I buy large packages of chicken breasts on sale & freeze them. I have also started using beans more, as my main dish and they're cheap and filling. Just add some tomato juice and spices and you have a main dish. I buy whatever fruit is on sale and I do the same with veggies. Store brand cheeses are cheaper and I watch for sales there too. I also noticed that because these foods are so filling, you're actually eating less volume than you might with the cheaper grocery items. Store brand oatmeal is cheaper than the boxed cereals most people eat. Skim milk is cheaper than the other kinds. I do splurge on the whole grain muffins or bread. I guess my thoughts are that you're health is the payoff and that makes it more affordable in the long run.
You're also showing your family a healthier way of eating.

cathbro
04-02-2008, 02:38 PM
I buy large packages of chicken breasts on sale & freeze them. I have also started using beans more, as my main dish and they're cheap and filling. Just add some tomato juice and spices and you have a main dish. I buy whatever fruit is on sale and I do the same with veggies. Store brand cheeses are cheaper and I watch for sales there too. I also noticed that because these foods are so filling, you're actually eating less volume than you might with the cheaper grocery items. Store brand oatmeal is cheaper than the boxed cereals most people eat. Skim milk is cheaper than the other kinds. I do splurge on the whole grain muffins or bread. I guess my thoughts are that you're health is the payoff and that makes it more affordable in the long run.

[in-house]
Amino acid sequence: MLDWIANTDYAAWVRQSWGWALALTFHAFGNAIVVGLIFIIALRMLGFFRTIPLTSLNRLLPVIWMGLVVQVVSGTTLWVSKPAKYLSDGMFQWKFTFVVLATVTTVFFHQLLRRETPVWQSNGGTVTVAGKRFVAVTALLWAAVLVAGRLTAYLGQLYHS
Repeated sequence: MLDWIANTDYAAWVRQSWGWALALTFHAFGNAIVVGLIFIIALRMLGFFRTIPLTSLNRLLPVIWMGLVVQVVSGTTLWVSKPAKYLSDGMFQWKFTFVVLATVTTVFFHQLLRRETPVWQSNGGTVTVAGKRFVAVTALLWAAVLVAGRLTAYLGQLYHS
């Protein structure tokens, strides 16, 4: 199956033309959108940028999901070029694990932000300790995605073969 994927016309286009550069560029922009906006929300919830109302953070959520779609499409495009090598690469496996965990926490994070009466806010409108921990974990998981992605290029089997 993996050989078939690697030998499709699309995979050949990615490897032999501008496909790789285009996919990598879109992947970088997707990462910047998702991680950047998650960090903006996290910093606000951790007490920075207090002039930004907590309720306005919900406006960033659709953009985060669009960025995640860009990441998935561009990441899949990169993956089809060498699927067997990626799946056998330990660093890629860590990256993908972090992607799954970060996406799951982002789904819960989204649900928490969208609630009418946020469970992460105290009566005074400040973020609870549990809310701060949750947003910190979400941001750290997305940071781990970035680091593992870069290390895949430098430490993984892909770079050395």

You're also showing your family a healthier way of eating.

Where have you found whole grain muffins?

ladybugnessa
04-02-2008, 02:58 PM
yes START UP is very expensive... after a while it's just filling in so it's not so bad...

murphmitch
04-02-2008, 03:51 PM
Where have you found whole grain muffins?

Pepperidge Farms makes a 100% whole wheat English muffin. I can only find them at one local grocery store though. Can't find them at Walmart. They have 3 Gms of fiber. They do have 4 Gms of sugar which might be a little high. I can't remember what the sugar limit is suggested for SBD breads. They haven't impeded my weight loss though or caused cravings.

ladybugnessa
04-02-2008, 03:51 PM
3g of fiber for how big of a serving???

murphmitch
04-02-2008, 04:12 PM
For one serving which is one muffin.

100% Whole Wheat English Muffins
Containing 6 grams of protein
Amount per Serving (serving size) = 1 Muffin % Daily Values** Vitamin A 0%
Vitamin C 0%
Calcium 2%
Iron 8%
Niacin 10%
Thiamin 10%
Riboflavin 6%
Folic Acid 6%
Calories 140
Total Fat 1.5g
Sat. Fat 0.5g
Trans Fat 0g
Cholesterol 0mg
Sodium 210mg
Total Carb. 26g
Dietary Fiber 3g
Sugars 4g
Protein 6g

SkinnyDogMom
04-02-2008, 05:21 PM
Trader Joe's also sells whole wheat/whole grain english muffins.

murphmitch
04-03-2008, 06:11 PM
Where have you found whole grain muffins?

I found Thomas brand 100% whole wheat English muffins today. Similar stats as the Pepperidge Farms only less sugar (2Gms instead of 4 Gms).

ladybugnessa
04-03-2008, 06:14 PM
For one serving which is one muffin.

100% Whole Wheat English Muffins
Containing 6 grams of protein
Amount per Serving (serving size) = 1 Muffin % Daily Values** Vitamin A 0%
Vitamin C 0%
Calcium 2%
Iron 8%
Niacin 10%
Thiamin 10%
Riboflavin 6%
Folic Acid 6%
Calories 140
Total Fat 1.5g
Sat. Fat 0.5g
Trans Fat 0g
Cholesterol 0mg
Sodium 210mg
Total Carb. 26g
Dietary Fiber 3g
Sugars 4g
Protein 6g


is a muffin 30g or 60g?

murphmitch
04-03-2008, 06:18 PM
57Gms. so basically 2 oz (which I suppose is technically 2 servings of a grain, although I've never been able to eat 1/2 of a muffin)

ladybugnessa
04-03-2008, 06:21 PM
57Gms. so basically 2 oz (which I suppose is technically 2 servings of a grain, although I've never been able to eat 1/2 of a muffin)

yes that would be two servings since a serving is 30g or one ounce.
so it's really only 1.5 g of fiber per serving which is really not enough to meet south beach requirements. IF it's not causing you problems then that's great and I would keep it up. but for those that want to be 'purists' it's not really acceptable.